An important step in this process is determining what your search terms will be. They need to be specific enough to keep you from sifting through an endless number of papers, but broad enough to ensure you don’t miss relevant studies. In King et al. (2019), the search terms included twin, genetic, heritability, spatial reasoning, and spatial ability (p. 67). By including all of these terms, we decreased the likelihood of missing out on a paper because the authors used different terminology. Once you have your search terms set and have determined your inclusion and exclusion criteria (more on this soon), it is time to start the search. This can be a tedious process, and it’s easy to lose track of where you left off. Stay organized, make lots of notes, and be persistent. Use the PRISMA guide ( to help organize and track your search (Moher, Liberati, Tetzlaff, Altman, & The PRISMA Group, 2009). It is easy to be discouraged or exhausted by doing the same search every day for weeks or even months. It may help to bring a colleague in on your study. Many hands make light work.

  1. Screening and Coding

Before conducting the search, it is crucial to determine your inclusion and exclusion criteria. In the King et al. (2019) example, we set our criteria so that each study needed to:

“be a twin study design; include data for same sex twin pairs; include a measure of spatial ability; measure heritability; report an effect size reflecting the genetic influence on spatial reasoning or enough information to compute this effect size; report the methods and results in English; and include only human participants without known disorders or disabilities” (p. 67).

Criteria such as “report the methods and results in English” may be something you wouldn’t think of until papers you can’t decipher have appeared in your search.

Screening the many potential papers to see if they meet your inclusion criteria can be exhausting and time-consuming. Once you have determined the papers that will be included in your meta-analysis, you have to organize information and code certain variables. Make sure to note the page where you found each piece of information for later reference. This part can be less straightforward than expected because every study reports things a little bit differently.

  1. Running Analyses

Once the search is complete, and all of the data is organized in a spreadsheet, it is time to run the actual meta-analysis. The R programming language has packages available to run analyses for both fixed and random effects models, and it is free to use. Many free online resources can help you learn R (Harrer, Cuijpers, Furukawa, & Ebert, 2019). However, if you do not possess these skills, this would be another good time to bring in a collaborator to be on the study with you. Excel is another software option (Neyeloff, Fuchs, & Moreira, 2012).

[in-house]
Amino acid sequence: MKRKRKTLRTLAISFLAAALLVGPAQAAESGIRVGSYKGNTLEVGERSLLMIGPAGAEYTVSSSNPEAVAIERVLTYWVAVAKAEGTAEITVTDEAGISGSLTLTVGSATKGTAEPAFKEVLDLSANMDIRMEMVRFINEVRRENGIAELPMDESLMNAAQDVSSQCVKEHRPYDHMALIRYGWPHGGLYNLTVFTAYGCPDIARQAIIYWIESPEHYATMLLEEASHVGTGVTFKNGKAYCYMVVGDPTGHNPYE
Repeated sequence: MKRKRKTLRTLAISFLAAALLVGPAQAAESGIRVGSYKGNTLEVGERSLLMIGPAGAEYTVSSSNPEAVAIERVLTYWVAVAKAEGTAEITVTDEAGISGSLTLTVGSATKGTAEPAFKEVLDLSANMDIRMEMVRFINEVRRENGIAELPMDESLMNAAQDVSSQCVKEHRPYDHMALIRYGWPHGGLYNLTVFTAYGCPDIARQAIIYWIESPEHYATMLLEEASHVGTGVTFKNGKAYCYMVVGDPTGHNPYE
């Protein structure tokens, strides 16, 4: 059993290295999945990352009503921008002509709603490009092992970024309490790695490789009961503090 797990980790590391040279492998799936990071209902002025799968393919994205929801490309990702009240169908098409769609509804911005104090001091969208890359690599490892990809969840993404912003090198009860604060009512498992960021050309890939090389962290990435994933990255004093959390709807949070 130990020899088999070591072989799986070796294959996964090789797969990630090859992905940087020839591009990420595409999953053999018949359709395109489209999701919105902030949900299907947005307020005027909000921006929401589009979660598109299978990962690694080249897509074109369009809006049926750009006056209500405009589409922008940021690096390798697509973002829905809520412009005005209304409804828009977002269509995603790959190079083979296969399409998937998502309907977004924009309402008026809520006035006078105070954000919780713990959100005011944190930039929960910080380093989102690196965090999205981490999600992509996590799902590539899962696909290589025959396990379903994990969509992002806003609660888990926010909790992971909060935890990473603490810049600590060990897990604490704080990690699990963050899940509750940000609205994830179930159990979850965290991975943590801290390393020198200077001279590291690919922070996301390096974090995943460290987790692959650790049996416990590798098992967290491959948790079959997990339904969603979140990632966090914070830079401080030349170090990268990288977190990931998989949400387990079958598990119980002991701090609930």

You’ll need to learn about the decisions that go into conducting the analyses as well (e.g., selecting the type of model, adjusting for dependent samples, deciding which publication bias analyses to run).

  1. Writing the Paper

You’re finally there. Know there is a good chance all this careful work has paid off.

So should you conduct a meta-analysis? Again, it is a big question. Take time to do your research, consult with colleagues, and take a hard look at your schedule for the next year. It takes a lot of time and effort, but your work will be appreciated and respected by the scientific community.


Harrer, M., Cuijpers, P., Furukawa, T.A, & Ebert, D. D. (2019). Doing meta-analysis in R: a hands-on guide. Retrieved from

King, M. J., Katz, D. P., Thompson, L. A., & Macnamara, B. N. (2019). Genetic and environmental influences on spatial reasoning: A meta-analysis of twin studies. Intelligence, 73, 65–77.

Moher, D., Liberati, A., Tetzlaff, J., Altman, D. G., & the Prizma Group. (2009). Preferred reporting items for systematic reviews and meta-analyses: The PRISMA statement. Annals of Internal Medicine, 151, 264–269.

Neyeloff, J. L., Fuchs S. C., & Moreira, L. B. (2012) Meta-analyses and forest plots using a Microsoft Excel spreadsheet: Step-by-step guide focusing on descriptive data analysis. BMC Research Notes, 5, Article 52.